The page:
Cloud Native Computing Foundation (CNCF), chiefly responsible for Kubernetes, and the recently established Linux Foundation Networking (LF Networking) group are collaborating on a new class of software tools called Cloud-native Network Functions (CNFs).

CNFs are the next generation Virtual Network Functions (VNFs) designed specifically for private, public and hybrid cloud environments, packaged inside application containers based on Kubernetes.

VNFs are primarily used by telecommunications providers; CNFs are aimed at telecommunications providers that have shifted to cloud architectures, and will be especially useful in the deployment of 5G networks.

Some of the first working examples of CNFs will be seen in the third release of the Open Network Automation Platform (ONAP), codenamed Casablanca and expected in 2019.

The partnership between the two organizations – both operating under the banner of the Linux Foundation - was announced this week at the Open Networking Summit in Amsterdam.

Containerize all the things

Arpit Joshipura, GM Networking & Orchestration at Linux Foundation
Arpit Joshipura, GM Networking and Orchestration at the Linux Foundation – The :Linux Foundation

VNFs are used as building blocks in Network Function Virtualization (NFV) – an approach to networking that replaces specialized telecommunications hardware with software that runs in virtual machines, using generic servers. Examples of said functions include virtual switches, virtual load balancers and virtual firewalls.

NFV is one of the hottest trends in mobile telecoms, helping operators slash both capital and operating costs, at a time when they are struggling to generate money from traditional voice and messaging services.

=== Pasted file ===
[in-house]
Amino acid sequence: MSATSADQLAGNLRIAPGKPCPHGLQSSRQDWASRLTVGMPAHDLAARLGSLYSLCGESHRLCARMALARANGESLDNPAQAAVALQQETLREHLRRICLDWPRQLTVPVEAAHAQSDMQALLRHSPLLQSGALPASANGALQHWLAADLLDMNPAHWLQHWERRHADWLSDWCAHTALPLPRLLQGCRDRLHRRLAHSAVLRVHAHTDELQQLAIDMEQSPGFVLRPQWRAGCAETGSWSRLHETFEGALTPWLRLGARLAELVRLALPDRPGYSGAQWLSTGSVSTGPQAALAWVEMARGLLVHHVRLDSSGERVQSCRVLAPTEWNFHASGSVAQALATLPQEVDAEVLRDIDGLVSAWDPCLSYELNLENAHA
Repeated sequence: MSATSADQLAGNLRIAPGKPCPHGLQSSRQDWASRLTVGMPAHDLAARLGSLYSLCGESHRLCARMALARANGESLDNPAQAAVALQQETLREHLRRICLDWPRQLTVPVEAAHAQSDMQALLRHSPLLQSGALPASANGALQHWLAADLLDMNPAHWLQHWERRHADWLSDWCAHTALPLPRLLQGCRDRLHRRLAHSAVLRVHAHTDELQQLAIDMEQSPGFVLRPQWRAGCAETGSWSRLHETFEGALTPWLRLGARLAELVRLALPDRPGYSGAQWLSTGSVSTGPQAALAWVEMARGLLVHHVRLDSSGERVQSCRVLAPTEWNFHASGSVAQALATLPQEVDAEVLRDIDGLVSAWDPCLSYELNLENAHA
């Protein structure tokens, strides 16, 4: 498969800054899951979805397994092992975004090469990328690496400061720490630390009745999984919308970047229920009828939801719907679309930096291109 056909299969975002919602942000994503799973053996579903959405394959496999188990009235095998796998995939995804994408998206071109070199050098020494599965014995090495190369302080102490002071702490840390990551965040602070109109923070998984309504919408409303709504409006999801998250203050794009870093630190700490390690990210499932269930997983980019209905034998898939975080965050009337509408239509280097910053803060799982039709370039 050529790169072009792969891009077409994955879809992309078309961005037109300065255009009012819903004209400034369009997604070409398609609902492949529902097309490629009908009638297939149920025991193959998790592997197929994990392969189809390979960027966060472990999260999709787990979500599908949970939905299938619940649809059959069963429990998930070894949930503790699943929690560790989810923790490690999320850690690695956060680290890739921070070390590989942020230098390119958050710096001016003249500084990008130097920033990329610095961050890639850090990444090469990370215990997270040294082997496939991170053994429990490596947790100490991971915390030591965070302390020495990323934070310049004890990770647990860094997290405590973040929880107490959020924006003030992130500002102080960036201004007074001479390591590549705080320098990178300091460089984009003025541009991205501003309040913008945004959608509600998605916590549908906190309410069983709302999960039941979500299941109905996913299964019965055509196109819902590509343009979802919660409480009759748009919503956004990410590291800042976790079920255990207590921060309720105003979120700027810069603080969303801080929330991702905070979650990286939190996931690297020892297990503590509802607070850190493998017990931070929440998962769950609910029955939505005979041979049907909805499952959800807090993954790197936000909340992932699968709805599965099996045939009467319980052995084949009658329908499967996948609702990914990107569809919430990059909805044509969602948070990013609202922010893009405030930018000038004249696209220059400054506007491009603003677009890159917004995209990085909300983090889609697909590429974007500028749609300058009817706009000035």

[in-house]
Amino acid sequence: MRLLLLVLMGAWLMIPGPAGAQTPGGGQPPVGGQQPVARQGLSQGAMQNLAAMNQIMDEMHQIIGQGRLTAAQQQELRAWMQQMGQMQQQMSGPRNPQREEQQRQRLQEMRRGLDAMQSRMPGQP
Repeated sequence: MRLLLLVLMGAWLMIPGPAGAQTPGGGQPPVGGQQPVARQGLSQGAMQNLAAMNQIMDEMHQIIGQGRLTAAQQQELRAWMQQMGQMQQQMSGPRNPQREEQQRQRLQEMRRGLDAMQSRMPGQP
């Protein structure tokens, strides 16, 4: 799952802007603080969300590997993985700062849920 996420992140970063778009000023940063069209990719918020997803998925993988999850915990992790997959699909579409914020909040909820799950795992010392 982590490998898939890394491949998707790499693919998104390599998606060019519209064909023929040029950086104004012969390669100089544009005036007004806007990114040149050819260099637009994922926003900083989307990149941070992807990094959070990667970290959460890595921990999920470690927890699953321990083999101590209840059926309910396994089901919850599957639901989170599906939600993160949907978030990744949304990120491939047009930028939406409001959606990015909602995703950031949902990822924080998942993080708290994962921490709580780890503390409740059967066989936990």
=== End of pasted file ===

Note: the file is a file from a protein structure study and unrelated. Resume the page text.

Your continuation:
CNFs replace virtual machines with application containers, and reap the additional benefits of this approach like portability - operators can easily move ‘functions’ between any cloud they choose – scalability and low resource footprint.

Just like VNFs, multiple CNFs can be chained together to create complex services – something that will become increasingly important as 5G networks begin to offer hundreds of times more bandwidth than 4G, serving new and different kinds of applications – industrial IoT and self-driving cars are but two examples.

To create tools for the job, LF Networking – an organization responsible for seven open source networking projects including ONAP – will be working with CNCF, which looks after Kubernetes and Prometheus, along with another 16 cloud-related projects. Integration with Kubernetes is not limited to ONAP – several software projects will receive relevant updates.

Dan Kohn, Executive Director - Cloud Native Computing Foundation
Dan Kohn, executive director of CNCF, at the Open Networking Summit – The Linux Foundation

“Why are we excited about this? There are three major benefits,” Dan Kohn, executive director of CNCF, explained during his opening keynote at ONS. “The first is definitely cost savings – when you look at a lot of enterprises today, [with Kubernetes] they are able to run the same applications that they did before, on 25-50 percent less hardware. Or, of course, run more applications on the existing hardware.

“Two: improved resiliency. Individual containers can fail, machines, even data centers. The cloud-native architecture is much more dynamic, much more resilient, and also supports auto-scaling in order to match the supply to current demand.

“But really the most important benefit is higher development velocity, where this dynamic architecture encourages you to move from quarterly or maybe monthly updates to daily, or even dozens of times per day. And that means that your bugs get fixed faster, new features get rolled out when they can benefit customers, and it allows you to keep up with the competition.”

Major mobile network operators are already getting on board – the Linux Foundation claims that its corporate members represent 65-70 percent of the world’s mobile subscribers. They include AT&T, Sprint, Deutsche Telekom, Orange, NTT and China Mobile, to name a few.

“Containerization has been one of the cornerstones of our network transformation,” commented Catherine Lefevre, AVP of Research Technology Management at AT&T. “Cloud-native development represents the next level of efficiency as part of the ONAP target architecture and we’re excited to be a part of this initiative.”

Look out for our interview with Arpit Joshipura, GM Networking and Orchestration at the Linux Foundation, in the upcoming issue of DCD Magazine